This creation is not remote controlled, but don't worry! The next one will be that! :)
About this creation
If you recall the memories about my older buildings (snack bar, airport control tower, floriculture), you may realise, that all of them had a very detailed interior, and it was more attractive, than the exterior. Now I tried to create a building with a highly detailed overall look. And it has no interior, because I had to use the space inside for building different things, which keep the door, the windows and the chimney.
After some brainstorming I found out, that I make something in the style of the old Hungarian railway buildings. There are a lot of interesting challenges at this topic. Stations, sheds, water houses, warehouses, etc. Finally I decided to build the wathman's house, because it is the smallest, and this size is still okay for my budget :)
The next picture shows the house with my Siemens Taurus. Not exactly the same era - totally different :D – but I think they look cool together!
The pictures below show a lot of interesting things around the house, after them you can see the building tricks I used in or on the house.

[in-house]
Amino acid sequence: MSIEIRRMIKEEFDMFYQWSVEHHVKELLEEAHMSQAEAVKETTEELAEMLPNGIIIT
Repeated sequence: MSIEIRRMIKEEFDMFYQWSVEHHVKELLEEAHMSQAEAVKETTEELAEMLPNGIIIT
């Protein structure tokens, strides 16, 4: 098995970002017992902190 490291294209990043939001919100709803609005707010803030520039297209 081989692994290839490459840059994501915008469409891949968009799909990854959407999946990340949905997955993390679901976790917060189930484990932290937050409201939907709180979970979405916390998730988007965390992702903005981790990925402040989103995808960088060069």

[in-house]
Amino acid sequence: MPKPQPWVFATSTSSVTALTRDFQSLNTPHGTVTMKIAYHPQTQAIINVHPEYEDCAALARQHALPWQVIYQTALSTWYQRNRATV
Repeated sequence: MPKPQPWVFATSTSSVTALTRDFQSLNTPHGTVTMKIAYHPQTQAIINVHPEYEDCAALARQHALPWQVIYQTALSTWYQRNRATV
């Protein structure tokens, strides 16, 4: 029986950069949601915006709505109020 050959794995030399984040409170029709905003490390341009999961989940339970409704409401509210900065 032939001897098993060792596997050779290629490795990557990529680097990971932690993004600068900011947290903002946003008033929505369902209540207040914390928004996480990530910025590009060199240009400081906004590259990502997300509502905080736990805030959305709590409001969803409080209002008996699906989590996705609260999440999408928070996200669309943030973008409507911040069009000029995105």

I'm really proud of two things.
The first is the white MÁV (hungarian railway company) fence. It is possible to find it almost everywhere (picture of the real one). My Lego version is not perfect, a little bit different from the real one, but I guess, I can’t do it better with Lego bricks. The fence is modular, and only the gravity holds it. Basic rule of Lego is 2 studs = 5 plates. It is not true. Theoretically it is possible to make an endless fence, but the truth is that only these five moduls are enough to create an ugly difference between the basement and the fence…
The second is the two bushes. They are also held by the gravity. I used this and this elements to create them.
Furthermore there is an outhouse and a garden shower in the courtyard.
Another interesting thing is the roof. I always used platebuilt roofs with hinges, but it is possible to create only a few angles with them, whithout a gap at the top, between the two half. But now I found out this new technique with technic pieces.
I always like seeing familiar things built from LEGO. The MÁV H-fence is a superb detail. The Taurus doesn't really look that odd behind it, since a some of these buildings have survided to this day.
For those unfamiliar with the standard design buildings of Hungarian railways (I can't fathom why someone wouldn't know about that), here's a real watchman's house restored :